A program that is restricted by such an application is said to "run in a sandbox", under the controls and within the limits that you configure with the specific sandbox application. Tiny Personal Firewall (TPF) is based upon a sandbox. I myself use the previous version, Tiny Trojan Trap which was available as a separate product less than a year ago.

    To truly understand the function and capabilities of a sandbox, you really need to see what all it can monitor and control. Take a look at this thread which details many of the capabilities of the Tiny Trojan Trap sandbox. Seeing what controls are possible with a specific sandbox app should make more clear what such an application is and does.
     
  7. root

    root Registered Member

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    Definitely System Safety Monitor. A must have for me.

    Takes a bit to set up, but once thats done you have a new layer of protection.
     
  8. Comp01

    Comp01 Registered Member

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    I've tried System Safety Monitor, didnt like it too much... gues sI can give it another go?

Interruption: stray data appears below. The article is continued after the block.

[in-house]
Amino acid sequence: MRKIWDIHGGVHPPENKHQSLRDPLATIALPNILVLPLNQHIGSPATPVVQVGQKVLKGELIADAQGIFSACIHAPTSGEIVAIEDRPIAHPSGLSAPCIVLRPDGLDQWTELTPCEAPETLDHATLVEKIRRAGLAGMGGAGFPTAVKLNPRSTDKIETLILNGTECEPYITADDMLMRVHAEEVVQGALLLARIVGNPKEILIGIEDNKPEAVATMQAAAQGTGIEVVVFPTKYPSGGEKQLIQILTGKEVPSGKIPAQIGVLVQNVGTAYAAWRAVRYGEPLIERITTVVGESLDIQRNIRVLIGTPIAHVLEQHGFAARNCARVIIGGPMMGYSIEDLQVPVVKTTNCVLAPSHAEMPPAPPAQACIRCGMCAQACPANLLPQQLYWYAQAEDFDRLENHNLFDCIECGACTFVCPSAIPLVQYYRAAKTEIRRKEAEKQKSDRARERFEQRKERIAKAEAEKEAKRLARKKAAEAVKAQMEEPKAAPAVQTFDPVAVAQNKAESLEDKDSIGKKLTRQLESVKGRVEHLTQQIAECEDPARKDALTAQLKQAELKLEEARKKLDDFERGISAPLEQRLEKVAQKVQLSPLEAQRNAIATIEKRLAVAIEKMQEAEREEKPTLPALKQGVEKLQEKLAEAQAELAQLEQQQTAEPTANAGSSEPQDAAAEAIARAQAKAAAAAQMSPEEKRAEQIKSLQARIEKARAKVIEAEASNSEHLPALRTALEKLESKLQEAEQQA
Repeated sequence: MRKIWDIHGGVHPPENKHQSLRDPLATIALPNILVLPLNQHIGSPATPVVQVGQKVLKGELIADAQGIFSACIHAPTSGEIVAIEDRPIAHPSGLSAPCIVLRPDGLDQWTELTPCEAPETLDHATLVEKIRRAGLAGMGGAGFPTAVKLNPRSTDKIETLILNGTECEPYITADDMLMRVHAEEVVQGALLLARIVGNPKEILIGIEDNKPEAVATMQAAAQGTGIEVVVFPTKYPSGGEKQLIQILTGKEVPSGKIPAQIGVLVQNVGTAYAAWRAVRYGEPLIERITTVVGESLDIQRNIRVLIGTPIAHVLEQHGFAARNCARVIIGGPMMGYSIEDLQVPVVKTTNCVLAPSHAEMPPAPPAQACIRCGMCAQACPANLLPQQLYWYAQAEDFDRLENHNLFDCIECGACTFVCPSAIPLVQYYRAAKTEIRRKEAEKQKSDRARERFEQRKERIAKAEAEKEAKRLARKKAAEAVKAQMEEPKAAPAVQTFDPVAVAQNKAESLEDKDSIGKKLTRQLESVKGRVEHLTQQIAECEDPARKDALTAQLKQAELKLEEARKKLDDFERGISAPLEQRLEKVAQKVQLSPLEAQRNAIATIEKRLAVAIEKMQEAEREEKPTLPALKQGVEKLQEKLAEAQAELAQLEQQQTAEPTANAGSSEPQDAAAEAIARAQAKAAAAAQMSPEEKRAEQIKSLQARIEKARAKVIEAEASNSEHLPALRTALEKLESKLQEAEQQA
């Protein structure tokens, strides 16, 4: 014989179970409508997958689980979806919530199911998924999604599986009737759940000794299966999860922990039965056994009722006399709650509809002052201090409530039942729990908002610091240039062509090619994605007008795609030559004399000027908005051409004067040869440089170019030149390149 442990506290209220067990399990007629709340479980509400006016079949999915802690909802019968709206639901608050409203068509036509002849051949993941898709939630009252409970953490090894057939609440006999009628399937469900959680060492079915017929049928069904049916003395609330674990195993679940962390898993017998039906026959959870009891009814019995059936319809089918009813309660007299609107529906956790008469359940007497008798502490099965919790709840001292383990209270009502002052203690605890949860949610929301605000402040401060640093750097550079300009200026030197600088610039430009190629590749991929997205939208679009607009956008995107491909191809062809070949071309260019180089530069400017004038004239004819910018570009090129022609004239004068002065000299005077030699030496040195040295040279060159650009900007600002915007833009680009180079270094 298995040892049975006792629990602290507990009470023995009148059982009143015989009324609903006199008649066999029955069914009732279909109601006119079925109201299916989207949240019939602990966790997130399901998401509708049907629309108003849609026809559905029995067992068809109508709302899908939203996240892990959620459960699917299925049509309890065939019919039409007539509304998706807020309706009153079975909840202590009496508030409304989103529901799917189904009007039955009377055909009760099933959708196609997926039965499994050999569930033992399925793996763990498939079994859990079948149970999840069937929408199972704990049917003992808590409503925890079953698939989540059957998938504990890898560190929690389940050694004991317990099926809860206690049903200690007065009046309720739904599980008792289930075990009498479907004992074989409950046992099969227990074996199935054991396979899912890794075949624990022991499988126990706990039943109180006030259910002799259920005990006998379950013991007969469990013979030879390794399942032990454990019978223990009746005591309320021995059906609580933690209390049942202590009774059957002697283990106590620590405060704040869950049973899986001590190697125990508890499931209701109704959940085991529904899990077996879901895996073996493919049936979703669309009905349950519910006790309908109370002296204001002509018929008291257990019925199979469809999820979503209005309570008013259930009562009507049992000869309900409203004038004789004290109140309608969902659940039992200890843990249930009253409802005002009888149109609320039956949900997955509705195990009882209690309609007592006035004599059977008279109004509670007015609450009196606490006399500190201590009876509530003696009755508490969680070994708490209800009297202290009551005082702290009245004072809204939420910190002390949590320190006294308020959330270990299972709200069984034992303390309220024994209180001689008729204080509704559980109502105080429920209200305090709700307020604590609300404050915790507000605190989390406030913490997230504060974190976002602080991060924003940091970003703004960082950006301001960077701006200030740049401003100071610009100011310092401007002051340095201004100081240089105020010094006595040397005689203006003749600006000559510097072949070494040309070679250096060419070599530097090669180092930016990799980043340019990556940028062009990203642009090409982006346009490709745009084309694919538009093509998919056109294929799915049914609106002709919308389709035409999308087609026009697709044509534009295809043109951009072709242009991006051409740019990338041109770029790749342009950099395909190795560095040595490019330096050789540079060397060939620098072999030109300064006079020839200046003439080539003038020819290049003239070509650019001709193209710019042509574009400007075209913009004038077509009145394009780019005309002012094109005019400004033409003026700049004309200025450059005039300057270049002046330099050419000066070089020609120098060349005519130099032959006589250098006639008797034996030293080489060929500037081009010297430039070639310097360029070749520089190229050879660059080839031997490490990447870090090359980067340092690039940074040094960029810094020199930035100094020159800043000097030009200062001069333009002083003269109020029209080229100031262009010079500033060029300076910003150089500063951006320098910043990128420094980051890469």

9. JayK

    JayK Poster

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    Must you have a "Sandbox" program?
     
  10. JayK

    JayK Poster

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    .

    Sandbox and antiviruses? Is that the same thing?
     
  11. LowWaterMark

    LowWaterMark Administrator

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    No, they are actually very different. An anti-virus scans a file prior to access looking for either known malware (checking by signature) or for patterns that are suspicious (checking by heuristics), but after it is done scanning, an AV program allows the file to be accessed normally if it isn't flagged as malware. If that file is an executable, it will run normally with no further intervention by the AV and an AV places no limitations on what that EXE can do when it runs so long as it scanned clean at access time.

    A sandbox doesn't scan files at all. It simply enforces the set of rules defined for an executable whenever that EXE runs. Those rules are enforced for the entire time the EXE runs and for whatever functions and accesses are being controlled by the sandbox.

    A simple example of the controls added by a sandbox would be seen in the case of sandboxing Internet Explorer (as I've done with TTT on my XP system). IE is restricted from writing to any location on my file system except for a specific list of directories I've allowed. Also, IE is not allow to write anywhere in the Windows registry on my system, except for a few keys that belong to IE itself. There are a lot more restrictions in place, but these two clearly point out the power of a sandbox...